# Coordinates of a tetrahedron containing a cube

I have a cube with side $x$ and center of $P.$ Using this knowledge how can I find the vertices of the tetrahedron containing this cube?

I found that the side length of such a tetrahedron is $\left(\dfrac{5}{3} + \sqrt{3}\right)x$, but I'm running in trouble when I'm trying to calculate the vertices of the tetrahedron.

I also found the height if the triangles that make the large tetrahedron, $\frac{\sqrt{34 + 30\sqrt{3}}}{3}\,x$, not sure if this is correct, next would be to find the point where the center of the cube splits this line, then I would have the lengths to find the $3$ bottom vertices.

For the upper vertex I would need to move by $\sqrt{\dfrac{2}{3}}\cdot\left(\dfrac{5}{3} + \sqrt{3}\right)x - \dfrac{x}{2}$ up and then some additional length to side. Here I don't know the side vector.

If someone could tell me how to find where the $P$ is projected on the bottom and how much to the side I need to move to calculate the top vector, I think I could manage the rest.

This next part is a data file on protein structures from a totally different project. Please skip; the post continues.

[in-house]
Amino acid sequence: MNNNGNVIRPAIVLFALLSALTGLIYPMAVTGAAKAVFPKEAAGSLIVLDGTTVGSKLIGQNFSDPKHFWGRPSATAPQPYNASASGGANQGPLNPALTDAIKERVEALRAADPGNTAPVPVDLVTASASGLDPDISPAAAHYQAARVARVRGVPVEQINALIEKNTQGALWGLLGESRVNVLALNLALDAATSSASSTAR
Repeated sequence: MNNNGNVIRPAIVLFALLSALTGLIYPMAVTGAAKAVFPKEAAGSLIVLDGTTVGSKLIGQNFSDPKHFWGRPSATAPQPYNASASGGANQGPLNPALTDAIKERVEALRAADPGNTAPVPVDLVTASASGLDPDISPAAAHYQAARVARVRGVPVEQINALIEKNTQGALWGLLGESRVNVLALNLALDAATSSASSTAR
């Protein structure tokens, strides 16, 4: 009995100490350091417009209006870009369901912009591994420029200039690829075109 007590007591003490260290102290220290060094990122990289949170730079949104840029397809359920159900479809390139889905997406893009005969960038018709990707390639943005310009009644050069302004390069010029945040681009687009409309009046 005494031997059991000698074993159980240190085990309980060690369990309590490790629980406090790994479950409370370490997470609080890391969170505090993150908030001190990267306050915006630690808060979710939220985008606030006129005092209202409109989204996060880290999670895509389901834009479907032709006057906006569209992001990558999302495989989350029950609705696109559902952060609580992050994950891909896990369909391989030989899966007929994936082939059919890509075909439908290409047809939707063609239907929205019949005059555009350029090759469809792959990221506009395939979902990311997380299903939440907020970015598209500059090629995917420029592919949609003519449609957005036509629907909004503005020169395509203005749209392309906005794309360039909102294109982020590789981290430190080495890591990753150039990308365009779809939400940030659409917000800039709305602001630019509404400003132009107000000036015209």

• It's not clear how you get your expression for the length of the edge of the large tetrahedron, nor any of your other results – David Quinn Feb 28 '18 at 20:57

If the edge of the cube is $1$, it is easy to find that the blue triangle has side $AB=1+2/\sqrt3$. On the other hand, as the altitude of the tetrahedron is $VH=\sqrt{2/3}VC$ and $AJ=1$, a simple proportion shows that $AC=\sqrt{3/2}$ and $CJ=1/\sqrt2$, which entails $$JK=\sqrt2/4 \quad\hbox{and}\quad VC=AB+AC=1+2/\sqrt3+\sqrt{3/2}.$$

Armed with only a basic knowledge of vectors and knowing the required length proportions for an equilateral triangle and a regular tetrahedron, here is a plodding derivation of the coordinates for your circumscribing tetrahedron.

I start with a unit cube with corners at $(0,0,0)$ and $(1,1,1)$ for convenience.

As noted by previous answers, the equilateral triangle slice on top of the unit cube can be dissected, so that there is a smaller unit equilateral triangle on top, and two $30-60-90$ triangle "ears" on the side.

We know that the height of an equilateral triangle with side length $s$ is $\dfrac{\sqrt{3}}{2}s$ (which follows from using the Pythagorean theorem on a $30-60-90$ triangle).

Thus, for the ears, if the "height" of the $30-60-90$ triangle is $1$, the offset from the cube corners would be $\dfrac1{\sqrt{3}}$, giving two of the triangle points as

$$\left(-\frac1{\sqrt{3}},0,1\right),\left(1+\frac1{\sqrt{3}},0,1\right)$$